I must declare an interest in this!
First of all, you might like to check out this thread, which might clarify things:
Now then, you say:
“One question..WHY?!? I know that I'm not a professional poet, but to me the best poetry is written by people who FEEL what they are writing about....whether it be about everyday life..the seasons..the American Flag...Love...Friends...Poet Meets..
Babies & Children....God....the weather...
sunsets, sunrises, the stars, and the moon...ANY SUBJECT WHATSOEVER!!!! I think they all should be written with a PASSION and with FEELING.”
To which I would say Ethel that you need first of all to decide WHY you are writing.
Are you simply writing to express your feelings or as a release i.e. to get your feelings down on a piece of paper OR are you concerned as well to COMMUNICATE those feelings in a powerful way to other people. An example:
My wife has just left me and I write:
“I was heartbroken when she left me
the pain in my soul pierced my very being
to the core and as I looked out up
to the stars I felt the loneliness
of someone bereft of love”
Fine, I have expressed my feelings. Perhaps writing that has been an outlet for my grief, perhaps it satisfies me. Perhaps I think I am a great and powerful poet. But do those words do anything to convey what I really feel to a reader?
The answer is that the reader might empathize in two ways, either:
1 The reader will simply feel sorry for the poet as one human to another as he/she can see the poet is unhappy
2 The reader will empathise by projecting a similar experience (of being deserted) that he/she has had and feel sorrow probably for him or herself as well. I.e. the poem has served simply as a reminder of similar circumstances experienced personally.
In neither case has the poem actually conveyed in a convincing or believable way the emotions of the writer, and in neither case has the reader really be changed or moved by the poem or offered any new insights.
Quite often readers confuse straightforward and understandable sorrow (or joy) engendered by hearing of a poet’s plight (or elation) with true appreciation of what “real” poetry can bring.
You ask may ask: Does this matter?
Well yes it does, because the same emotions can be raised by the following:
I’m writing to tell you that my wife has left me. I looked out on the stars last night and I felt such grief and emotion as my words can’t possibly convey. Will this pain ever leave me do you think. I feel lost.
That would not generally be regarded as a poem. It is a personal appeal to the tender human feelings in us. I am not saying that poems do not appeal in that way as well, but poetry is (or can be) so much more.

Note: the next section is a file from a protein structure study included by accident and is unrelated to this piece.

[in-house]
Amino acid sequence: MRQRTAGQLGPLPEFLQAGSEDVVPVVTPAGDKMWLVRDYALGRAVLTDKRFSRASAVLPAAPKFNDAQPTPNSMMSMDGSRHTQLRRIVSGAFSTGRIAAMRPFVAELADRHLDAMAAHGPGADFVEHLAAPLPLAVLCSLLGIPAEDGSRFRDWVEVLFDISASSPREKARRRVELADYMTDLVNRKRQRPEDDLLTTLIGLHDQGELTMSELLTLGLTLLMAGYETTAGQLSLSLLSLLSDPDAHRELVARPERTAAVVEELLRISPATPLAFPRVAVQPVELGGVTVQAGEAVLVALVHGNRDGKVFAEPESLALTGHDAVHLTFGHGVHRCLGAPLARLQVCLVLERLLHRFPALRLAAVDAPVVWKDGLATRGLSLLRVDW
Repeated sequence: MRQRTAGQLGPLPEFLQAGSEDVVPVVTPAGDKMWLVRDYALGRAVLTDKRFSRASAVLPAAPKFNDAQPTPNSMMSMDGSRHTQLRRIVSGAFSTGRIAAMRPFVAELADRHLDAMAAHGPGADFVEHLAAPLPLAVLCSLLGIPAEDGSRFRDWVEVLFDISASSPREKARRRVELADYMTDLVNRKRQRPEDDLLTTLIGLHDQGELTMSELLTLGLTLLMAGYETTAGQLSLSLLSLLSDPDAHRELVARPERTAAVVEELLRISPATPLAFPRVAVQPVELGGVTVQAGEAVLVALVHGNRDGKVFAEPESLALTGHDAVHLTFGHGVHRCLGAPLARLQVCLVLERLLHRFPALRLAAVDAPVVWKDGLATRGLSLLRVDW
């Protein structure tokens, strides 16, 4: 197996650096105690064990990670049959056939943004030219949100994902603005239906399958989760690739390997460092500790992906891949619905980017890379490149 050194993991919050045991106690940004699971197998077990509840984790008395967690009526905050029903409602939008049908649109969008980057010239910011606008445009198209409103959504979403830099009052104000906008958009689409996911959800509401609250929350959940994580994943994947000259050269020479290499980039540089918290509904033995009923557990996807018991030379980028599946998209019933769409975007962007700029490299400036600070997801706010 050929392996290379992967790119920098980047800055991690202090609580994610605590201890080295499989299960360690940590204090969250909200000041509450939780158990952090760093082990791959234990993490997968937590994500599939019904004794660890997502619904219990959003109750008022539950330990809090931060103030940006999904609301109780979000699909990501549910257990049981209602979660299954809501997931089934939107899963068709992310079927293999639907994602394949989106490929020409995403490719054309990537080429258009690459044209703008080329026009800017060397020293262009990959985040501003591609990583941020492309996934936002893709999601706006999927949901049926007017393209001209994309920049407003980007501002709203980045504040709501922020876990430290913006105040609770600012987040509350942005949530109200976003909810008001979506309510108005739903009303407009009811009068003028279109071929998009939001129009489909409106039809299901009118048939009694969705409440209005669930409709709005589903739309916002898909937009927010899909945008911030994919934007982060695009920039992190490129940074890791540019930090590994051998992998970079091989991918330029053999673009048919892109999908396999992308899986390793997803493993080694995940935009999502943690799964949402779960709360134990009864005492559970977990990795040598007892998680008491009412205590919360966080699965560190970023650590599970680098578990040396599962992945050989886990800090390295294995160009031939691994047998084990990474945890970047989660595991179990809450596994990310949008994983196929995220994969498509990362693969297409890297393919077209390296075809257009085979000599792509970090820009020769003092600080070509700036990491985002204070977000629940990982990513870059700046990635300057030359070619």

So in a nutshell I am agreeing with you, poems can be about “feelings”, and certainly I believe a poet should always write what he or she believes to be true (that doesn’t of course preclude writing entirely fictional poems), but it’s HOW the poem is written that matters.
A powerful way to write is to try and convey feelings and emotions not by using vague and superficial phrases but in a straightforward and believable manner using images and scenes that the reader can relate to and that portray the state of mind of the writer (if that is what the poem is about) in such a way that the reader can see and feel it for him or herself.
So for instance I might have written instead:
That night, in my wicker chair, I stared out from the island marooned
in the moment she finally crashed
the oak door in my face. The black water reflected
my thoughts and chisel-tips of starlight
seemed to slice into my bleary eyes.
Do you see how all of a sudden you can SEE the poet. Instead of a faceless person simply setting down abstract words on a screen the writer becomes a PERSON, yet within the poem. You may want to know more about why he is on an island, why she slammed the door etc - you become involved in the scene and thereby intimately involved in the poet’s emotions.
So yes! Convey emotion, write about absolutely anything at all. But writing a poem is all about CAUSING the reader to experience emotion about something. Writing in which the writer only elaborates upon the emotion he or she is feeling at a particular time is unlikely to do this.